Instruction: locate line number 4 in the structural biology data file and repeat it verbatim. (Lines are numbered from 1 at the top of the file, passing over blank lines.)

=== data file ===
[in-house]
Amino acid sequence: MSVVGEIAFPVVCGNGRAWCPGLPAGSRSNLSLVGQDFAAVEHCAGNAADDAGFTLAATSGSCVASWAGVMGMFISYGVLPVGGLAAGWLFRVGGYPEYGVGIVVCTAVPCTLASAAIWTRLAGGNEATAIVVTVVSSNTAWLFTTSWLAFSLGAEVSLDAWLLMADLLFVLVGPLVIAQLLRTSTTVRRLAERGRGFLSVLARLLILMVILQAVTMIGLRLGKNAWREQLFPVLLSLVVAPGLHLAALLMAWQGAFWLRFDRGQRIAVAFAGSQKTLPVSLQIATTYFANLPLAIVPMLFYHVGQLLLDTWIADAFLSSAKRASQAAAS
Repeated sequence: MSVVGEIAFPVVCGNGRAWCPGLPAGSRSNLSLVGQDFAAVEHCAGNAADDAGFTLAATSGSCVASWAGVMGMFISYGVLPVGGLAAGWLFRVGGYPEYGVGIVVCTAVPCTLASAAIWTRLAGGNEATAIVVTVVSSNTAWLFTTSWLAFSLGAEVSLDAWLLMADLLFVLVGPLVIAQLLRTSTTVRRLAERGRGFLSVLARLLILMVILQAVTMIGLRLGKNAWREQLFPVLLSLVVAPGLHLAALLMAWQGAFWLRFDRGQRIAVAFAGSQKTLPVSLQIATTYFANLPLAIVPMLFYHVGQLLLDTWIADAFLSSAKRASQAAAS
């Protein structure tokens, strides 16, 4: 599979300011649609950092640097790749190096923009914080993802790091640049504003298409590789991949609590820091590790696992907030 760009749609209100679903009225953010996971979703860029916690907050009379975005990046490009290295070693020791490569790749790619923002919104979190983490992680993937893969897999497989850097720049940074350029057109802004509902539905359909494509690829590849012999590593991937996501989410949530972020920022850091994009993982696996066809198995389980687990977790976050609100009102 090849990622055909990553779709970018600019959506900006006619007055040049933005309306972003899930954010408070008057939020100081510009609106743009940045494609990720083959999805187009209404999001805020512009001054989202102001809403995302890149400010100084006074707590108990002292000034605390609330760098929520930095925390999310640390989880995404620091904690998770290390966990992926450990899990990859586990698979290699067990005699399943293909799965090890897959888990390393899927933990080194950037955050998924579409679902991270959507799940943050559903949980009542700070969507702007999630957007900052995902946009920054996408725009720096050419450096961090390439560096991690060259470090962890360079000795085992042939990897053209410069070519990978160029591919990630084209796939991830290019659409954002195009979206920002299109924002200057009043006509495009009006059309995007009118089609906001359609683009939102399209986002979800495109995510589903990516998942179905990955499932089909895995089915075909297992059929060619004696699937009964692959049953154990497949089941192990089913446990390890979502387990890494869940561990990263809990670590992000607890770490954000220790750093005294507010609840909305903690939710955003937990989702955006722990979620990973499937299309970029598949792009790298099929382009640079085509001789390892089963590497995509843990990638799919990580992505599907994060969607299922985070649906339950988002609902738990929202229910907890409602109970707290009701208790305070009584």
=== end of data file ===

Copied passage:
């Protein structure tokens, strides 16, 4: 599979300011649609950092640097790749190096923009914080993802790091640049504003298409590789991949609590820091590790696992907030 760009749609209100679903009225953010996971979703860029916690907050009379975005990046490009290295070693020791490569790749790619923002919104979190983490992680993937893969897999497989850097720049940074350029057109802004509902539905359909494509690829590849012999590593991937996501989410949530972020920022850091994009993982696996066809198995389980687990977790976050609100009102 090849990622055909990553779709970018600019959506900006006619007055040049933005309306972003899930954010408070008057939020100081510009609106743009940045494609990720083959999805187009209404999001805020512009001054989202102001809403995302890149400010100084006074707590108990002292000034605390609330760098929520930095925390999310640390989880995404620091904690998770290390966990992926450990899990990859586990698979290699067990005699399943293909799965090890897959888990390393899927933990080194950037955050998924579409679902991270959507799940943050559903949980009542700070969507702007999630957007900052995902946009920054996408725009720096050419450096961090390439560096991690060259470090962890360079000795085992042939990897053209410069070519990978160029591919990630084209796939991830290019659409954002195009979206920002299109924002200057009043006509495009009006059309995007009118089609906001359609683009939102399209986002979800495109995510589903990516998942179905990955499932089909895995089915075909297992059929060619004696699937009964692959049953154990497949089941192990089913446990390890979502387990890494869940561990990263809990670590992000607890770490954000220790750093005294507010609840909305903690939710955003937990989702955006722990979620990973499937299309970029598949792009790298099929382009640079085509001789390892089963590497995509843990990638799919990580992505599907994060969607299922985070649906339950988002609902738990929202229910907890409602109970707290009701208790305070009584």